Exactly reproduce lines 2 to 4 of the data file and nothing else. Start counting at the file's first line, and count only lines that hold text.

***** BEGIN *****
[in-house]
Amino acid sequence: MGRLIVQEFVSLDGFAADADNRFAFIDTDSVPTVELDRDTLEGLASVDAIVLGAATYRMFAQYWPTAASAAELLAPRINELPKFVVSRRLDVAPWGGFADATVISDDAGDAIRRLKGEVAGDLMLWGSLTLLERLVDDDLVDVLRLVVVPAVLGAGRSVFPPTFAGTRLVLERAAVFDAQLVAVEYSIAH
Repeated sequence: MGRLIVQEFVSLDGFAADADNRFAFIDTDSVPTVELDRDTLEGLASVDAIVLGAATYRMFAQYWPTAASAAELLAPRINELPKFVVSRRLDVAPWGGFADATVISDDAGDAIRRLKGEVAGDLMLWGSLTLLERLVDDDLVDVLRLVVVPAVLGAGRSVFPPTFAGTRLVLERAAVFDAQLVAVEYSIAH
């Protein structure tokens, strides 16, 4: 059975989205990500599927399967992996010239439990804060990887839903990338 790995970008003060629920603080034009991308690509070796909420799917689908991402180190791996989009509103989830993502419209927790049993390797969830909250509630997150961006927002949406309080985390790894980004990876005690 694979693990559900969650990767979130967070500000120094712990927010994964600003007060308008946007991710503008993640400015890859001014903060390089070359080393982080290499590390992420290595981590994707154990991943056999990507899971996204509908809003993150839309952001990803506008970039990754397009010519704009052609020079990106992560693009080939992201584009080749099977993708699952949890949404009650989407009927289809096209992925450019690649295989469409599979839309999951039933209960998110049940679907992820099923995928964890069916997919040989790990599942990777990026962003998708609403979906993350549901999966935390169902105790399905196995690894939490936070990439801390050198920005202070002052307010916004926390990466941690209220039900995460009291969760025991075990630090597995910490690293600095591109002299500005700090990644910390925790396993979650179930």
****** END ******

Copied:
Amino acid sequence: MGRLIVQEFVSLDGFAADADNRFAFIDTDSVPTVELDRDTLEGLASVDAIVLGAATYRMFAQYWPTAASAAELLAPRINELPKFVVSRRLDVAPWGGFADATVISDDAGDAIRRLKGEVAGDLMLWGSLTLLERLVDDDLVDVLRLVVVPAVLGAGRSVFPPTFAGTRLVLERAAVFDAQLVAVEYSIAH
Repeated sequence: MGRLIVQEFVSLDGFAADADNRFAFIDTDSVPTVELDRDTLEGLASVDAIVLGAATYRMFAQYWPTAASAAELLAPRINELPKFVVSRRLDVAPWGGFADATVISDDAGDAIRRLKGEVAGDLMLWGSLTLLERLVDDDLVDVLRLVVVPAVLGAGRSVFPPTFAGTRLVLERAAVFDAQLVAVEYSIAH
């Protein structure tokens, strides 16, 4: 059975989205990500599927399967992996010239439990804060990887839903990338 790995970008003060629920603080034009991308690509070796909420799917689908991402180190791996989009509103989830993502419209927790049993390797969830909250509630997150961006927002949406309080985390790894980004990876005690 694979693990559900969650990767979130967070500000120094712990927010994964600003007060308008946007991710503008993640400015890859001014903060390089070359080393982080290499590390992420290595981590994707154990991943056999990507899971996204509908809003993150839309952001990803506008970039990754397009010519704009052609020079990106992560693009080939992201584009080749099977993708699952949890949404009650989407009927289809096209992925450019690649295989469409599979839309999951039933209960998110049940679907992820099923995928964890069916997919040989790990599942990777990026962003998708609403979906993350549901999966935390169902105790399905196995690894939490936070990439801390050198920005202070002052307010916004926390990466941690209220039900995460009291969760025991075990630090597995910490690293600095591109002299500005700090990644910390925790396993979650179930």